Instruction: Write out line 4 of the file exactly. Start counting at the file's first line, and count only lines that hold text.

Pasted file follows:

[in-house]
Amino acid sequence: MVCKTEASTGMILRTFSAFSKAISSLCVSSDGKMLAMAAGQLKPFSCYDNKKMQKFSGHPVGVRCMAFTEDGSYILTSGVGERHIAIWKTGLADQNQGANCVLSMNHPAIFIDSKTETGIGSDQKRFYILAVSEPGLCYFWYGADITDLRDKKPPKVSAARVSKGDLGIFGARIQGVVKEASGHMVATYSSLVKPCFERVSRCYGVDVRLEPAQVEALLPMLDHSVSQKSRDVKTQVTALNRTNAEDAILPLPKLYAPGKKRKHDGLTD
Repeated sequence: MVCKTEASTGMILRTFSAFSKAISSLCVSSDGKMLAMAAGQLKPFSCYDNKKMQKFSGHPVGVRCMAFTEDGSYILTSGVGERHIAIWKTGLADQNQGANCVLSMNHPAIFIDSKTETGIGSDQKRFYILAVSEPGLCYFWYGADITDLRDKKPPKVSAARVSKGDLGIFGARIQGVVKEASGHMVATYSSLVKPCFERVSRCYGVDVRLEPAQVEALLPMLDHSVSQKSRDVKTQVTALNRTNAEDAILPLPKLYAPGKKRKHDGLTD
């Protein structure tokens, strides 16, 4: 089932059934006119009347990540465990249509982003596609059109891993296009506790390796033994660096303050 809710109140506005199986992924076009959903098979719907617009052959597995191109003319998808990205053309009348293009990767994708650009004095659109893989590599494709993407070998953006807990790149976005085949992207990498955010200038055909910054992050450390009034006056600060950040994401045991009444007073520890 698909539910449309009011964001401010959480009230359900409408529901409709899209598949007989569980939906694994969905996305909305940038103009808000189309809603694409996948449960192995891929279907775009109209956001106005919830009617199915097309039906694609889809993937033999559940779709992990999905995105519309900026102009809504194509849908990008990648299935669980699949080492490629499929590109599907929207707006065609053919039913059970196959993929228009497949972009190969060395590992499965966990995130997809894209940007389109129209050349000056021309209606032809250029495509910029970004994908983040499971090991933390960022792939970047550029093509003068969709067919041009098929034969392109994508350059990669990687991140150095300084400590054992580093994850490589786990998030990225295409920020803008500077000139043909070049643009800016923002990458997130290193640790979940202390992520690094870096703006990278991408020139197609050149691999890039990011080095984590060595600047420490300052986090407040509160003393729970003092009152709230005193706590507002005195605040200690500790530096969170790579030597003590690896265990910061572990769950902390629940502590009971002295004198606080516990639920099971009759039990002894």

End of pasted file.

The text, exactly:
């Protein structure tokens, strides 16, 4: 089932059934006119009347990540465990249509982003596609059109891993296009506790390796033994660096303050 809710109140506005199986992924076009959903098979719907617009052959597995191109003319998808990205053309009348293009990767994708650009004095659109893989590599494709993407070998953006807990790149976005085949992207990498955010200038055909910054992050450390009034006056600060950040994401045991009444007073520890 698909539910449309009011964001401010959480009230359900409408529901409709899209598949007989569980939906694994969905996305909305940038103009808000189309809603694409996948449960192995891929279907775009109209956001106005919830009617199915097309039906694609889809993937033999559940779709992990999905995105519309900026102009809504194509849908990008990648299935669980699949080492490629499929590109599907929207707006065609053919039913059970196959993929228009497949972009190969060395590992499965966990995130997809894209940007389109129209050349000056021309209606032809250029495509910029970004994908983040499971090991933390960022792939970047550029093509003068969709067919041009098929034969392109994508350059990669990687991140150095300084400590054992580093994850490589786990998030990225295409920020803008500077000139043909070049643009800016923002990458997130290193640790979940202390992520690094870096703006990278991408020139197609050149691999890039990011080095984590060595600047420490300052986090407040509160003393729970003092009152709230005193706590507002005195605040200690500790530096969170790579030597003590690896265990910061572990769950902390629940502590009971002295004198606080516990639920099971009759039990002894």